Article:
While most UK farmers are using agri-tech, many are doubtful of its ability to help them meet net zero targets, a nationwide survey by Agri-EPI Centre has revealed.
The Agri-EPI research sought to understand how and why farmers are using agri-tech, shed light on barriers to its use and explore the technologies farmers think will be needed in the future.
The research, conducted through interviews with farmers across the UK, found that 78% are using some form of agri-tech, with the highest adoption rates among younger farmers and those with large farms. The biggest reasons for its use are increased productivity and profitability.
Yet, while the same percentage (78%) of farmers believe that it is important to reduce their farm’s greenhouse gas emissions (rising to 94% of those under the age of 45), only just above a third (35%) are confident that technology will help them reach net zero carbon emissions.
One reason for this could be that farmers need greater skills and support to understand the benefits of technology and to adopt it. The research found only half of farmers rate their skills in using agri-tech as ‘good’, with less than half (43%) of all farmers interviewed feeling well supported in introducing or making better use of existing technology.
Agri-EPI centre’s Chief Executive, David Ross, said: “While the majority of UK farmers recognise that agri-tech has an important role in supporting their priorities of productivity and profit, we are struck by the fact that only around a third felt tech has a role to play in environmental sustainability.
“Technology is one of the solutions to helping farmers reduce their emissions –agri-tech that helps farmers be more efficient and productive usually offers a win-win for sustainability.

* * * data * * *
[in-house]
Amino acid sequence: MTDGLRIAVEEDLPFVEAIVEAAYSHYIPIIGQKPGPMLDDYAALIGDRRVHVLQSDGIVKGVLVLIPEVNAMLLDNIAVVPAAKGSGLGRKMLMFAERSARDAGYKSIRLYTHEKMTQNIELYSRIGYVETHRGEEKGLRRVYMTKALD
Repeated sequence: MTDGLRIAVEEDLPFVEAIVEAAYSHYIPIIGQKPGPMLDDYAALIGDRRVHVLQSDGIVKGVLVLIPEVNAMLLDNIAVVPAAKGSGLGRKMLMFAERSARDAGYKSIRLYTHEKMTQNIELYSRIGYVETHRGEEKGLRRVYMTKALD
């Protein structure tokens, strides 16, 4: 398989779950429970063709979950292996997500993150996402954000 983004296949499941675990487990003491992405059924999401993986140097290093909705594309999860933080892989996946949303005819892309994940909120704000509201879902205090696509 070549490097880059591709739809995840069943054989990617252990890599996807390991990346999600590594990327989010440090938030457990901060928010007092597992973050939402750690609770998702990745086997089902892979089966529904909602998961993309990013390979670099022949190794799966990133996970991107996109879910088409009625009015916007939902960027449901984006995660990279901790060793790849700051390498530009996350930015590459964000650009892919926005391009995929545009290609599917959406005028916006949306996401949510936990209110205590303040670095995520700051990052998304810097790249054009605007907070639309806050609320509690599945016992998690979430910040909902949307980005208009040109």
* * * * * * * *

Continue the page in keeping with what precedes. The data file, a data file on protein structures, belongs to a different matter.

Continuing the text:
“The findings of our research provide important insights for Agri-EPI and our fellow Agri-Tech Centres, as well as for those with a role in developing, evaluating and promoting technology, particularly the agri-food sector, policy makers, agri-tech companies and the R&D community. The farmers we spoke to told us they need accessible training, funding, and more evidence and independent advice to help them make the best use of agri-tech. We want to collaborate with partners across all of areas to ensure the benefits of agri-tech is make clear and the avenues to adoption are easily accessible.”
Of the farmers interviewed who are using agri-tech, popular technologies include machine guidance systems (40% reported they are using this), soil mapping (35%), livestock growth monitoring (30%) and variable rate application (28%).
Robotics and automation for a variety of purposes featured strongly in farmers’ thoughts on the tech that will be important for the future, along with the capability to integrate data gathered by different systems on the farm.
Robotics and automation for a variety of purposes featured strongly in farmers’ thoughts on the tech that will be important for the future, along with the capability to integrate data gathered by different systems on the farm. The findings of the research will be discussed at Agri-EPI’s annual conference, titled The Path to Sustainability, on 28 October.